6 months ago
Clint Walker - Fishing in Australia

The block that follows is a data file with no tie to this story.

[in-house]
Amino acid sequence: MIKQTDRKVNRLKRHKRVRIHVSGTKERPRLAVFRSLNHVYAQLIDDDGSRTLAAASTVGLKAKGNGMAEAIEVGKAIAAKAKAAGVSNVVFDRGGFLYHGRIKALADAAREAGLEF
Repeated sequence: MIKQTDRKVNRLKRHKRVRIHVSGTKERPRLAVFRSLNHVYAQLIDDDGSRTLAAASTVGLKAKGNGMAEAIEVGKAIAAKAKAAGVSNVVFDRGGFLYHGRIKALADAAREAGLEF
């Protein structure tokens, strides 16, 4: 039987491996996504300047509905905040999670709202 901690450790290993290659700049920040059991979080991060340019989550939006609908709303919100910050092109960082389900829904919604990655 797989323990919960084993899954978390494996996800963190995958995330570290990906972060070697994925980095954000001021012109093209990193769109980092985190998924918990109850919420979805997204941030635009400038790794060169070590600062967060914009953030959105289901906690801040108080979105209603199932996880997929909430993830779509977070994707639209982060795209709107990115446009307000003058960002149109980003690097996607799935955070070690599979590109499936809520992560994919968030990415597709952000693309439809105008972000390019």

After a week of champing at the bit, waiting to get out fishing in Australia between family engagements, I finally managed to get my feet wet with a boat trip with my brother-in-law, who fortuitously owns his own boat! It’s a cracker of a vessel too, well equipped, with a powerful 115hp Evinrude motor which propels the hull nicely at over 35 knots, which meant that we got to our intended spot quickly and safely, dropped anchor, and prepared to fish… but what would we catch? In truth, neither Mick nor I had much idea what might lurk beneath us (except Great White Sharks obviously) and we went with light tackle intending to have some fun. I took a Sonik Sports Magna 4 piece travel rod, designed to be used with small lures, and Mick tackled up with slightly heavier gear, just in case! My AVX reel was loaded with 30b braid, a 10lb fluorocarbon leader added, and I flung lures for a while whilst my compatriot offered slivers of fish and shrimp hook baits to see what happened. In my ignorance, I’d selected lures which I just couldn’t fish effectively in over 40 feet of water, and as Mick had detected bites on ‘proper’ bait, I opted to switch tactics. Although designed primarily as a lure rod, needs must, and I swapped the lure for a simple paternoster rig, slipped on a sinker, and baited the hook with a shrimp. It was easy to drop over the side of the boat, control the braid with my thumb as the lead descended, then carefully feel for any piscine attention. I didn’t have to wait long before I felt something nibbling at the other end, and as the rod tip bounced downwards, I struck into a tiddler which was quickly hoisted aboard. Even though we were both unsure about what we might catch, I’d done enough reading prior to travelling, and easily recognised the intruder as a small reef fish similar in body shape to the black bream found in UK waters, but much more brightly attired in a coat of bold stripes, yellows, and blues which shone beautifully in the early morning sun. I’d caught my first Australian fish! Mick then caught a Spanish Mackerel, bigger than my bream, but equally feisty, providing great sport as it fought from the depths. I could feel huge fronds of kelp wafting across the braid, and as the tip flexed, I quickly settled into a rhythm of spotting the long, slow pulls of kelp, and the much faster yank of an actual bite; great fun! I caught a Tailor fish, so did Mick, and we matched each other fish for fish as the morning progressed. On leaving the harbour, we’d already spotted dolphins cavorting across the surface of the ocean, but the next thing I witnessed was a much bigger surprise. My hearing isn’t too good, but I distinctly heard a whooshing noise behind us, and Mick pointed out a huge swirl around 30 yards from the boat as something slipped away; “whale” he exclaimed! I couldn’t believe this, I’m around a mile out at sea, in Australia, we’re catching fish, the sun was shining, and now we had a humpback whale for company! Brilliant! It was indeed a humpback, on her way to breeding grounds further north, and she offered one more glimpse of her huge back, shining black and barnacle clad, as she slowly moved away from us. I have to say that as fishing trips go, this was getting better and better! Both Mick and I continued catching a myriad of (mostly unidentified) species, all of which were safely returned, before I felt a surprising wrench on the rod tip which saw the rod hoop right over as a fish felt the hook. This one stayed deep, straining against my rod as it fought to reach the safety of the kelp below. I held the pressure, and as I pumped the fish upwards, saw a flash of brilliant red as the first of a trio of Eastern Red Scorpion fish broke the surface. Clad in fearsome red armour, and protected with an array of venomous spines, we both knew this was a fish not to be trifled with, so it was netted, rested on the mat, and the hook removed with long nosed pliers before it was hoisted aloft still in the net for a picture, then lowered back into the sea; another species to add to the tally. The action slowed, so we decided to move, and jetted off to find another spot. We noted that most boats had moved further away but opted to give the new mark an hour to see what would happen. Nothing did. We enjoyed the sun and the gentle ocean, but couldn’t get a bite, and soon moved again to a third mark, dropped the anchor, and spooled the lines into the depths. For the next 15 minutes, things were quiet, but then a series of brightly coloured wrasse were boated, Morwongs followed, juvenile snappers were caught, more tailors, more mackerel, and more fish we couldn’t identify all came to the surface in a steady stream of bites which saw us both having fun. As an added bonus, we also enjoyed a few minutes watching a huge seal playfully tossing some flotsam on the surface of the waves in the sun. We probably caught around 80 odd fish between us before deciding to head back and trailer the boat, so enjoyed a fast ride back to the harbour as the sun started to set. We’d both had a fantastic day, and as the sun started to sink, and the smooth ride back was a blissful way to finish things off. At the jetty, I got out to fetch the pickup and back the trailer down the ramp into the sea so that Mick could drive the boat aboard. As I crossed the gunwale, leaping to the jetty, I glanced down to see a huge ray glide beneath us! It was massive, and a wonderful way to finish the day…yet another treat to see in Australian waters! We’ve made a decision to go again soon, but this time we may have a crack at bigger fish; I’ll let you know how we get on…